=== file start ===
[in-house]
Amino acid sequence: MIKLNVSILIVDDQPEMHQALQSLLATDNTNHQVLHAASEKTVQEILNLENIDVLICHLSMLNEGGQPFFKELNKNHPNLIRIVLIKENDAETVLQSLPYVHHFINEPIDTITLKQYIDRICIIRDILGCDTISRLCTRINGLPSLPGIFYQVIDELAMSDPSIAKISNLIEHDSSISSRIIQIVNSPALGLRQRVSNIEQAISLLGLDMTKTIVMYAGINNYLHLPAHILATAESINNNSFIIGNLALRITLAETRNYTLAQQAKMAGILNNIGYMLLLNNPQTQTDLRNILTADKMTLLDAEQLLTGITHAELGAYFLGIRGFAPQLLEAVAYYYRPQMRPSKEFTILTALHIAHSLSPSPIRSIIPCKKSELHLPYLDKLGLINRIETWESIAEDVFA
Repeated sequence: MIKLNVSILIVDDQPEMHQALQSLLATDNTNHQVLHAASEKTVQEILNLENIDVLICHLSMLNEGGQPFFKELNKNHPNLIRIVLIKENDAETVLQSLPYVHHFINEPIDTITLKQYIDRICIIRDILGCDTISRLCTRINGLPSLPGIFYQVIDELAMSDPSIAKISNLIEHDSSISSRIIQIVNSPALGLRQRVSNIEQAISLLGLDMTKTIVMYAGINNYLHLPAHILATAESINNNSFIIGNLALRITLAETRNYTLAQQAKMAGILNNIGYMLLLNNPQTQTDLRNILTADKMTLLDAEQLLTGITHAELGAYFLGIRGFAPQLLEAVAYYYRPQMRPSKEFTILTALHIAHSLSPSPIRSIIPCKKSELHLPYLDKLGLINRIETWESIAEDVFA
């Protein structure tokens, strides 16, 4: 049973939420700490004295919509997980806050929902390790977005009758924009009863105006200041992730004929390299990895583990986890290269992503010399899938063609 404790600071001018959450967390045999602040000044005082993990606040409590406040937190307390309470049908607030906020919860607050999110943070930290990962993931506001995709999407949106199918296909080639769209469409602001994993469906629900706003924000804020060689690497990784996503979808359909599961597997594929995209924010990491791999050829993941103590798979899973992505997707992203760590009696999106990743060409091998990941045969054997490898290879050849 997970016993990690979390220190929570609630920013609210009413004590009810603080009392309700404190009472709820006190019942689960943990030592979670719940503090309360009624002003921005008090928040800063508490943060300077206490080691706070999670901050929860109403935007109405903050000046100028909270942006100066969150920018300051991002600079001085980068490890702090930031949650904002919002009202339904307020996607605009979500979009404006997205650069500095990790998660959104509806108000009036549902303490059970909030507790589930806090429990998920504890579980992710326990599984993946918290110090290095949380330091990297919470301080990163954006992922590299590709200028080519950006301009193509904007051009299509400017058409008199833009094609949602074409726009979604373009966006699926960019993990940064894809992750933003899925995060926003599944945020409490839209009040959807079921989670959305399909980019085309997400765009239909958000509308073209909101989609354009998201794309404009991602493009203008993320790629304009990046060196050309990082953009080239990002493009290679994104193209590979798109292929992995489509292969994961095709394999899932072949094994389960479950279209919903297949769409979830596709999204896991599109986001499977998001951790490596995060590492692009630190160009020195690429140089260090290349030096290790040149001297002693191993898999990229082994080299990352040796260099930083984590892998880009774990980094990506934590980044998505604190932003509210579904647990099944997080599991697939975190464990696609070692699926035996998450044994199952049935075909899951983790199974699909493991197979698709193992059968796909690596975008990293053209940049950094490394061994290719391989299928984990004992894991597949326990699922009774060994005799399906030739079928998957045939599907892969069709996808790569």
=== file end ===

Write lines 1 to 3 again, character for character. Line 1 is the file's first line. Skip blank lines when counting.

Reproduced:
[in-house]
Amino acid sequence: MIKLNVSILIVDDQPEMHQALQSLLATDNTNHQVLHAASEKTVQEILNLENIDVLICHLSMLNEGGQPFFKELNKNHPNLIRIVLIKENDAETVLQSLPYVHHFINEPIDTITLKQYIDRICIIRDILGCDTISRLCTRINGLPSLPGIFYQVIDELAMSDPSIAKISNLIEHDSSISSRIIQIVNSPALGLRQRVSNIEQAISLLGLDMTKTIVMYAGINNYLHLPAHILATAESINNNSFIIGNLALRITLAETRNYTLAQQAKMAGILNNIGYMLLLNNPQTQTDLRNILTADKMTLLDAEQLLTGITHAELGAYFLGIRGFAPQLLEAVAYYYRPQMRPSKEFTILTALHIAHSLSPSPIRSIIPCKKSELHLPYLDKLGLINRIETWESIAEDVFA
Repeated sequence: MIKLNVSILIVDDQPEMHQALQSLLATDNTNHQVLHAASEKTVQEILNLENIDVLICHLSMLNEGGQPFFKELNKNHPNLIRIVLIKENDAETVLQSLPYVHHFINEPIDTITLKQYIDRICIIRDILGCDTISRLCTRINGLPSLPGIFYQVIDELAMSDPSIAKISNLIEHDSSISSRIIQIVNSPALGLRQRVSNIEQAISLLGLDMTKTIVMYAGINNYLHLPAHILATAESINNNSFIIGNLALRITLAETRNYTLAQQAKMAGILNNIGYMLLLNNPQTQTDLRNILTADKMTLLDAEQLLTGITHAELGAYFLGIRGFAPQLLEAVAYYYRPQMRPSKEFTILTALHIAHSLSPSPIRSIIPCKKSELHLPYLDKLGLINRIETWESIAEDVFA